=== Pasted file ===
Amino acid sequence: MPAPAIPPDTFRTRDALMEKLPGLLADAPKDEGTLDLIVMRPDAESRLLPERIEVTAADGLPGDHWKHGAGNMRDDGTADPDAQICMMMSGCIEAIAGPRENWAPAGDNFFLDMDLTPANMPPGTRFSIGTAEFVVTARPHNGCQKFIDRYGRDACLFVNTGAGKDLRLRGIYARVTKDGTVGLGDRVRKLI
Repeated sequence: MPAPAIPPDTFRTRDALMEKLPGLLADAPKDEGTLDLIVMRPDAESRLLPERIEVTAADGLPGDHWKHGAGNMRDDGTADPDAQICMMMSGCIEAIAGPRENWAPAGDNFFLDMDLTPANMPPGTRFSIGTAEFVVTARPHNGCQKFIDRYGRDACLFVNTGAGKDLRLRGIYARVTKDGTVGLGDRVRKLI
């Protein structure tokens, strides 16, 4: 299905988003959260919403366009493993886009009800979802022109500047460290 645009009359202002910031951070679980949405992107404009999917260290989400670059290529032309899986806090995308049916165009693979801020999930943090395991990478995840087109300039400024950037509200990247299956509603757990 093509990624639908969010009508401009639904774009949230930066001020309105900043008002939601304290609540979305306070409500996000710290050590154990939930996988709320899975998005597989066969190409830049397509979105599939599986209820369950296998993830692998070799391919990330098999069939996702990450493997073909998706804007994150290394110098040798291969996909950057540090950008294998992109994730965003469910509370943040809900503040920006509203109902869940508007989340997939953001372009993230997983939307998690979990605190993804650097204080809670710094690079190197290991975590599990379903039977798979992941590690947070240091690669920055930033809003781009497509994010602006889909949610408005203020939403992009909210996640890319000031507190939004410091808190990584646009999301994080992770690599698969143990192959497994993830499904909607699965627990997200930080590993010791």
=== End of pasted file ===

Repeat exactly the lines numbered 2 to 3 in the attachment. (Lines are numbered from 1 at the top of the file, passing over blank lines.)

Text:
Repeated sequence: MPAPAIPPDTFRTRDALMEKLPGLLADAPKDEGTLDLIVMRPDAESRLLPERIEVTAADGLPGDHWKHGAGNMRDDGTADPDAQICMMMSGCIEAIAGPRENWAPAGDNFFLDMDLTPANMPPGTRFSIGTAEFVVTARPHNGCQKFIDRYGRDACLFVNTGAGKDLRLRGIYARVTKDGTVGLGDRVRKLI
């Protein structure tokens, strides 16, 4: 299905988003959260919403366009493993886009009800979802022109500047460290 645009009359202002910031951070679980949405992107404009999917260290989400670059290529032309899986806090995308049916165009693979801020999930943090395991990478995840087109300039400024950037509200990247299956509603757990 093509990624639908969010009508401009639904774009949230930066001020309105900043008002939601304290609540979305306070409500996000710290050590154990939930996988709320899975998005597989066969190409830049397509979105599939599986209820369950296998993830692998070799391919990330098999069939996702990450493997073909998706804007994150290394110098040798291969996909950057540090950008294998992109994730965003469910509370943040809900503040920006509203109902869940508007989340997939953001372009993230997983939307998690979990605190993804650097204080809670710094690079190197290991975590599990379903039977798979992941590690947070240091690669920055930033809003781009497509994010602006889909949610408005203020939403992009909210996640890319000031507190939004410091808190990584646009999301994080992770690599698969143990192959497994993830499904909607699965627990997200930080590993010791």